You know you’re a hooper when you’re plagued with dilemmas such as “finding your flow” or “getting over a plateau.” It happens to the best of us. Maybe you have been told to mix up the music you are practicing with.This is one solution to get out of a hoop rut, but what about hooping to a song that may or may not be something you have ever heard before, that someone else has chosen for you, and recording yourself while doing so. And the best part of all? Sharing it online with over 1,500 other hoopers from around the globe! What happens when we challenge ourselves to share our vulnerability with others? The Hooping Game on Facebook is getting people out of their comfort zones, into their hoops and creating new hoop friends in the process.
The rules are pretty straightforward: Join The Hooping Game Group on Facebook. You don’t need an invitation to join, but you will need to submit a request to do so by clicking the “Join Group” button. Once you’re a member, make a post stating, “I’m In!” Once you’ve declared that you’re in, you wait for someone to challenge you with a song of their choice. Within 48 hours of receiving the challenge you must post a video of yourself hooping to that song. In return you are responsible for giving a “hit back.” This is your song choice for the person that challenged you, and they must also share a video. Hit backs should be given once you share your video with the group.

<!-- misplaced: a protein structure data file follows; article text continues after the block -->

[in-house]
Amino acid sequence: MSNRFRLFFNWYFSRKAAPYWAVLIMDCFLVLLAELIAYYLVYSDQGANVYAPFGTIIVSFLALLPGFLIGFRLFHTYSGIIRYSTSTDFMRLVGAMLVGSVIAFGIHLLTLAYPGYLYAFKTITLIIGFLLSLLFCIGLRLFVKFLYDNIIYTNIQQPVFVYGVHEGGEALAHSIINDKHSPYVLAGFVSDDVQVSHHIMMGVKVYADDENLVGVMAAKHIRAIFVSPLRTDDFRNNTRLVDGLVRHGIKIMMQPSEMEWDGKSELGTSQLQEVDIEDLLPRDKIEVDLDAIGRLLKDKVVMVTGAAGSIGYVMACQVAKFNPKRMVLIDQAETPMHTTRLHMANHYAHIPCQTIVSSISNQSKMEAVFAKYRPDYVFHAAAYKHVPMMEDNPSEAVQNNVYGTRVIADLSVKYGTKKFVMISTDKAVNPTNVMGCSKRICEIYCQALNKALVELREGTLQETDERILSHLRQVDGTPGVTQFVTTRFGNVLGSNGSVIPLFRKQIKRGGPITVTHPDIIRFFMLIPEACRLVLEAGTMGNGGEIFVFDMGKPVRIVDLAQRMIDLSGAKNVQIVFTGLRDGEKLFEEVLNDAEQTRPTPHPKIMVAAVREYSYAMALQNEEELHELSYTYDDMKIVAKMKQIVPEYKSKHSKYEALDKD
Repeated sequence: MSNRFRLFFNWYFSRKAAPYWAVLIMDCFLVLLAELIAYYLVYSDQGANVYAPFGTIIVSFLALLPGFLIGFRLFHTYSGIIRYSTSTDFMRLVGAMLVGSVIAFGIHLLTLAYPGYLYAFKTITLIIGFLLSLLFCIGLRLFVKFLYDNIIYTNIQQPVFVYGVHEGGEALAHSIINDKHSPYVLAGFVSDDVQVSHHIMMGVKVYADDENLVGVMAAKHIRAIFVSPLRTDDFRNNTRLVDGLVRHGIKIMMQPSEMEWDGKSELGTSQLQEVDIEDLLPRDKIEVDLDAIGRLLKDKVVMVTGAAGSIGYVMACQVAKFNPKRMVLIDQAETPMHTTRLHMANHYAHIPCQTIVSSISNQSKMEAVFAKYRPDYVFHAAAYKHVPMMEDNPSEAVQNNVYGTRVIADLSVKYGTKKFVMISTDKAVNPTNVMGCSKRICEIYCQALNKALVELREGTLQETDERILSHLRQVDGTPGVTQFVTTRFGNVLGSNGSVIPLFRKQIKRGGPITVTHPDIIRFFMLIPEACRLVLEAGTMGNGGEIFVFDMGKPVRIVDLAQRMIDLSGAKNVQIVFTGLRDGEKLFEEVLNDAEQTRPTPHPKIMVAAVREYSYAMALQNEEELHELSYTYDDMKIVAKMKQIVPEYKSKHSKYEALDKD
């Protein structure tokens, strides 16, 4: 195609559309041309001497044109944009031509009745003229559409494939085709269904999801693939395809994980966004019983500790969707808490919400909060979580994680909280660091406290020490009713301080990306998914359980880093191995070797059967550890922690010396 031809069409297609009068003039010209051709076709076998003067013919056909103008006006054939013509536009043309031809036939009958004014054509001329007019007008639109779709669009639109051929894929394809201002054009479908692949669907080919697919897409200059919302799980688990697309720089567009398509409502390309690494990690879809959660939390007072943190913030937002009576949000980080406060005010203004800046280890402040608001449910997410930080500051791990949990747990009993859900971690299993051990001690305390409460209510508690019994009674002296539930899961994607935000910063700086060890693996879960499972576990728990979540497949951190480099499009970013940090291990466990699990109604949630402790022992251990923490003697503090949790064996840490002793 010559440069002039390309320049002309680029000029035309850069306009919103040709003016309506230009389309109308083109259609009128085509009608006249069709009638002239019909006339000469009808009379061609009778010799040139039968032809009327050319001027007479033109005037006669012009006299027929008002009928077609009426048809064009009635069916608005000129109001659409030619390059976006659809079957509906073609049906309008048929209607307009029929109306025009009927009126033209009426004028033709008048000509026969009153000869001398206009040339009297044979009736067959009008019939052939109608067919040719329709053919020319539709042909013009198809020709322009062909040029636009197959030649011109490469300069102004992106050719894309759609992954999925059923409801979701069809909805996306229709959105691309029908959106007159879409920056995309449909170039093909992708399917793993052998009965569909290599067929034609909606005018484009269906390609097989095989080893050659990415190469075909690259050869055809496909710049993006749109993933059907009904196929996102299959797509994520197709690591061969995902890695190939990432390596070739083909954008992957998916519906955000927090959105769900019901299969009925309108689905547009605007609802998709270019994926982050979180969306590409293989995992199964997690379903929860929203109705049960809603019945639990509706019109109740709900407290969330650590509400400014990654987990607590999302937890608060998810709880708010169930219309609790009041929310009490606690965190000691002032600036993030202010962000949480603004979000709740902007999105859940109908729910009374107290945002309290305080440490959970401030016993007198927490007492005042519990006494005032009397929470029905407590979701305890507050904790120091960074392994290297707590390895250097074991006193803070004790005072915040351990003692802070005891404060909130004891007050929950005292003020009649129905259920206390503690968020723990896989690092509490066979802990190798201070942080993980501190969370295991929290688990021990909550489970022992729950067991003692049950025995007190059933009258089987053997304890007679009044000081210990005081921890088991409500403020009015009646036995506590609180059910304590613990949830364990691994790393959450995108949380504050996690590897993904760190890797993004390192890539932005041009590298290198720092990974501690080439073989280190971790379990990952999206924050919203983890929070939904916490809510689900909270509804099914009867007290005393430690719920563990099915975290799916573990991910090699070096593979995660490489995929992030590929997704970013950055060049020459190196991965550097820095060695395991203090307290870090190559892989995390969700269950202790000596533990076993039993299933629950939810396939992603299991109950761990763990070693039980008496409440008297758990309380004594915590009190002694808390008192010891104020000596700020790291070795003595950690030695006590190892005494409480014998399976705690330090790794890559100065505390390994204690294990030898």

Since creating the group two weeks ago it has boomed to over 1,700 members. “This whole thing is about human development for me,” says Hooping Game creator Jedediah Walls. His mission was simple: It sounded like a lot of fun, but as a PhD student in the media psychology field, it was hard to ignore what was being created within this group. “I’m really interested in how people use the internet to grow and become awesome.”
The game is accessible to hoopers of any ability. It doesn’t matter how long ago you picked up your hoop, how many tricks you know or how good or bad you think you might be, the game is there for you to play. Commenting on how hoopers are supporting each other while playing the game Walls said, “We’re pretty explicit that the game is about growing confidence and people are totally respecting that. I can’t tell you the number of people who have posted that this is their first time making a video or hooping in front of other people.”
Why are so many hesitant to make and share their videos? It is easy to feel intimidated that you aren’t going to be good enough, but everyone has to start somewhere. The Hooping Game might be a great place for doing just that – and there really isn’t a better way to get over a fear than by getting it out of our system. Meanwhile, people are sharing encouragement with one another, helpful tips, discovering new music and inspiration is blossoming. Nothing is taken too seriously, and things tend to get silly with throwbacks to the likes of the Spice Girls and Sir Mix A Lot. It’s just good natured hoop fun. No pressure, no competition. Just sharing. The group is closed so only members of the group can see the videos, which makes it that much more safe for people that are a little shy.